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UC Berkeley Web Feature

Tetlock wins 'Ideas for Improving World Order' award

– Philip Tetlock, a professor of organizational behavior at the University of California, Berkeley's Haas School of Business, has earned the 2008 University of Louisville Grawemeyer Award for Ideas Improving World Order for ideas he set forth in a 2005 book that concluded political experts should be held accountable for their predictions.

Philip Tetlock
Philip Tetlock
A great many political forecasts turn out to be inaccurate, which is troubling because government officials routinely rely on them to make decisions, Tetlock writes in "Expert Political Judgment: How Good Is It? How Can We Know?"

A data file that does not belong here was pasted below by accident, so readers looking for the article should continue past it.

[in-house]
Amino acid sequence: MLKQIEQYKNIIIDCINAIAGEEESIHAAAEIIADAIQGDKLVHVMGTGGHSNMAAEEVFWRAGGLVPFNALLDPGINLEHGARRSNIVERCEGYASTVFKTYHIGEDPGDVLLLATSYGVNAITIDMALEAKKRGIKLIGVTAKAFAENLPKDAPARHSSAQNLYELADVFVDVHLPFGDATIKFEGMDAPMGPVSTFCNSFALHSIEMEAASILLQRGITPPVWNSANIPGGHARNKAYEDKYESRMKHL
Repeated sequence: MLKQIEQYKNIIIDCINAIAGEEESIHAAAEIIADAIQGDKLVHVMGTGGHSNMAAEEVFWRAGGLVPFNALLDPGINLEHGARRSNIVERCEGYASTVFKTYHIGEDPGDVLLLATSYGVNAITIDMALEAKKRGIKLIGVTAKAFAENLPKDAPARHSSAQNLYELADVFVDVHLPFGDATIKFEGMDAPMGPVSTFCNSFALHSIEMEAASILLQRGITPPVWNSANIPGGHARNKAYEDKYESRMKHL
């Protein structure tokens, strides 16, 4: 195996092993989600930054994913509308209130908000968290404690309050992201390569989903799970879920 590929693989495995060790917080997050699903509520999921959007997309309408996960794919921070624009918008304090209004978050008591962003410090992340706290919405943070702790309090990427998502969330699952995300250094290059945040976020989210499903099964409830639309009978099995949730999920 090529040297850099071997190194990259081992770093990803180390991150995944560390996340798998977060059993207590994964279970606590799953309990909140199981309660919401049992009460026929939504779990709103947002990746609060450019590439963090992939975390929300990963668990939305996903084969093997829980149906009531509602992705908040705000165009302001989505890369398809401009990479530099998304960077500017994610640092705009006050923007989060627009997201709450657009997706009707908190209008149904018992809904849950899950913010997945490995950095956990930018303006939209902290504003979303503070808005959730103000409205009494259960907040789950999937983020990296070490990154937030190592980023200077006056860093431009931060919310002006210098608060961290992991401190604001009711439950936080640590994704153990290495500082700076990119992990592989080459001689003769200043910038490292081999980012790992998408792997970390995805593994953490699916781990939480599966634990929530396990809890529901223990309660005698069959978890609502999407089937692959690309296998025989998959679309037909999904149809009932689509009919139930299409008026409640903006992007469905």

In a 20-year study of 27,000 predictions by 284 political experts, Tetlock found that authorities who take a big-picture approach are more often correct than those who operate from a single perspective. However, he says that all political "experts" who do forecasts need to receive more training, conduct more research and be held publicly accountable for their advice.

Award judges called the book "a landmark study that changes our understanding of the way experts perform when they make judgments about world politics."

Tetlock was selected from among 50 entries from seven countries.

His book also won the Woodrow Wilson Award for best book published on government, politics, or international affairs and the Robert E. Lane Award for best book in political psychology, both from American Political Science Association in 2005.

The Grawemeyer Foundation at the University of Louisville annually awards $1 million - $200,000 each for works in music composition, world order, psychology, education and religion. Winners of the other 2008 Grawemeyer awards also are being announced this week.